SUBSCRIPTION AGENTS

Broadening and evolving

Broadening and evolving
Shutterstock

Traditional subscription agents have increasingly evolved into information intermediaries. Two of these companies explain why and give their perspectives on challenges facing research libraries and scholarly publishing

Research Information: February/March 2013

David Main, CEO, Swets

How has your role evolved?

Our industry never stands still and our role has evolved, primarily, as a result of the evolving role of digital content in libraries. The needs of the library are changing rapidly, especially in the current economic environment and many libraries find themselves in an increasingly challenging situation. They are required to manage their library services effectively and efficiently while improving the value they deliver. They must balance the budget concerns of their institution against the complex and demanding requirements of their researchers. In almost every case, third-party services are required to meet these challenges.

In the last three years, Swets has responded to these changes with our e-book platform, with over one million titles, to help libraries acquire e-books and manage their e-book budgets. We have also improved our SwetsWise Selection Support product by adding impact-factor data alongside usage stats and price-per-use reports, and we spent time ensuring that libraries are able to provide access to the digital content they have bought. In addition, we have launched a research productivity and collaboration service in partnership with Mendeley. This helps libraries provide better services to their researchers and provides real-time visibility on research activities and output for the library.

What are the main functions of subscription agents?

We provide an effective and efficient channel to market for publishers and help libraries efficiently purchase content from a very long list of publishers. To do this effectively, libraries increasingly require a set of services based around this – including access to usage statistics, e-access services, EDI exchange of information with their systems and more.

And publishers want to know if they are being effectively represented to their target customers and that we can help provide them savings in the administration of their contract with customers.

What do publishers and librarians ask for most?

Not surprisingly, publishers are most interested in where there are additional sales opportunities. They also want to understand how they are performing relative to their peers.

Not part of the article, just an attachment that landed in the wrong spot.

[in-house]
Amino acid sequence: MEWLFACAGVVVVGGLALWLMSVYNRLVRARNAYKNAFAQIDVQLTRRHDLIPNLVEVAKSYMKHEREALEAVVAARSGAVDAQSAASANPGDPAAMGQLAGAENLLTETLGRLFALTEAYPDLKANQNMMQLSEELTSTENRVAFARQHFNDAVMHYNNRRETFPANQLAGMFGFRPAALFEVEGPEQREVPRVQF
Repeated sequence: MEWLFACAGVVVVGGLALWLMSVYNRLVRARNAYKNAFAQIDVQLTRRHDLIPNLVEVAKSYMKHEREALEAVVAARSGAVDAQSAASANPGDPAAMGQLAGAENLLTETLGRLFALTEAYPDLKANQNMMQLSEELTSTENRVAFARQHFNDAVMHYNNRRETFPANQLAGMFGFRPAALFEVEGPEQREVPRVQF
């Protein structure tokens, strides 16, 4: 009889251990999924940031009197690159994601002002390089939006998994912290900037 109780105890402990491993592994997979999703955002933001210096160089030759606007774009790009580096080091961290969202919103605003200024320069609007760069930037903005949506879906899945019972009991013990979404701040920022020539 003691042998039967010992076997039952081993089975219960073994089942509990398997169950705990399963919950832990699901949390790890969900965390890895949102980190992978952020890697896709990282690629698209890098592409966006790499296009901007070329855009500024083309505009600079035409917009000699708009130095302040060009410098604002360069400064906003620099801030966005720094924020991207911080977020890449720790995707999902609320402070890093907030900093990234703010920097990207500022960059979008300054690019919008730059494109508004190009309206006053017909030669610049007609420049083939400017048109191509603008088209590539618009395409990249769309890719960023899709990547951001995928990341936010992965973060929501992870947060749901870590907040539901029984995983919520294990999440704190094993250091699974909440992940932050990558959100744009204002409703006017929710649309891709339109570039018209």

In the last year, there has been a significant level of interest in our research productivity solution, Mendeley Institutional Edition. There is a focus on increasing the value of their service, linked to getting greater visibility on the use of the content they provide.

Usage and impact are very important to demonstrate. Libraries are looking at how to manage on restricted budgets and they increasingly need to show fact-based accountability for their spend.

Open access does not affect our role as an intermediary. Currently, open access is only a small portion of the market; although, it is growing. We are looking at where we play a role in the open-access market going forward.

What will be the future role of subscription agents?

Our role is already much bigger than that of a traditional subscription agent. We provide integrated content management services for libraries and publishers – only a part of which is traditional subscription management.

Our library services cover three areas: selection management; access management; and research productivity. We work with our customers to integrate our services; making them an integral part of their daily workflows.

Our selection management services help with a library’s content acquisition workflow, from validation and analysis through to selection and budget control. Our access management services provide support and services and solutions for streamlining the delivery and access of a diverse range of published content – from consolidated shelf-ready print journals to e-access authentication and beyond. Finally, our research productivity services help ensure the optimal discovery and utilisation of content. With these services, libraries can provide researchers with reference management, productivity and collaboration tools.